Executive Function Skills For Kids Helped By Mediation, Exercise And Computer Games Like Those On The Thinking Skills Club Cognitive Gaming Website

Share Article

The Thinking Skills Club, appearing at the recent Learning and the Brain Conference in Arlington, VA, joins the number of services offering cognitive games that help children develop Executive Function, Attention, Working Memory and other skills, but with an emphasis on finding existing games that are also fun to play.

Kids enjoy computer games

Kids enjoy computer games even when they help them think.

Members track progress in the form of a brain puzzle.

Gil focuses carefully on his screen, drawing white bands of snow that will get Santa past volcanoes and grazing caribou to the checkered flag in Snow Line, one of several games that encourages the development of executive function skills on the Thinking Skills Club website. "Watch it this time," he says, as he carefully adjusts the lines for another trial run.

Planning, revising, and retesting your solution are common activities in both science and games, and are some of the skills that call on the frontal lobe of the brain where the 'executive function' skills are said to be located. At the recent Learning and the Brain conference, Executive Functions for School Success, in Arlington, Virginia, neuroscientists and educators came together to discuss these thinking skills with respect to their importance in children's education. Many ways of encouraging them were fielded in the conference's workshops and sessions, including story sharing, meditation and just plain exercise.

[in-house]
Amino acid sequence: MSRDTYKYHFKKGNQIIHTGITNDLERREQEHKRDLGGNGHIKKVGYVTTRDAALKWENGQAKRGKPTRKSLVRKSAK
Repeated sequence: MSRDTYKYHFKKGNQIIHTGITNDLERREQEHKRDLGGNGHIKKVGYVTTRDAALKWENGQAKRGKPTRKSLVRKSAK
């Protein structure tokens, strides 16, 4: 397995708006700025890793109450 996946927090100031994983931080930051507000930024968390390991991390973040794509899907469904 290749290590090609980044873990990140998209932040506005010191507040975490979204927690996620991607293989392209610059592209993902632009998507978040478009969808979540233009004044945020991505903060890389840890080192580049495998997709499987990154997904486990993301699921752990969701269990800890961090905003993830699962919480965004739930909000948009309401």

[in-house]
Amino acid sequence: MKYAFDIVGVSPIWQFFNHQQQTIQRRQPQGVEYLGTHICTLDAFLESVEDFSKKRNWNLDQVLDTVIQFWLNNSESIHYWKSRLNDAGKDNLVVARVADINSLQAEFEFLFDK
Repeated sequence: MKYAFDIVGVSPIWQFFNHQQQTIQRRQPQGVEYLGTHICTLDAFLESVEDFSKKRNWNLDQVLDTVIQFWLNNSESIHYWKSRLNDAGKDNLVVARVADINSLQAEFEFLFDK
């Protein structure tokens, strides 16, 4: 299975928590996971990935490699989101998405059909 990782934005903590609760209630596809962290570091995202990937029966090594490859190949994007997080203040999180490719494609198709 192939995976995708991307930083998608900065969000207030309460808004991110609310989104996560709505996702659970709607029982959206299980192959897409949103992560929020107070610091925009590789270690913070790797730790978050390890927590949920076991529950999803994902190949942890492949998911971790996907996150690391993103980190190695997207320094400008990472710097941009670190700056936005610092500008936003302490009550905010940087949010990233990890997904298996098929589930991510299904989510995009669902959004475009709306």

There were also computer games on offer, such as Brainware Safari and C8-Kids, which offer proprietary software, and the Thinking Skills Club, which offers a collection of online games culled from other websites. "Other vendors create their games for specific purposes," says club founder, Mitch Moldofsky, "but they're not always fun. Ours is a curated site, finding games kids already like that have similar qualities."

Pitched as an after school club or for use at home, the website's games are free to use, but membership is required to track progress in the form of a brain puzzle.

At the conference, the club offered 10 free memberships, drawing interest from a broad range of school types, such as an outdoors school for ADHD kids and a Quaker boarding school as well as Special Education consultants who use the club to keep students engaged while dealing with other clients. "My goal is to keep the club flexible in structure and low in cost," says Moldofsky, "I'm relying on teachers to be creative in how they use it."

Share article on social media or email:

View article via:

Pdf Print

Contact Author

Mitch Moldofsky
Follow us on
Visit website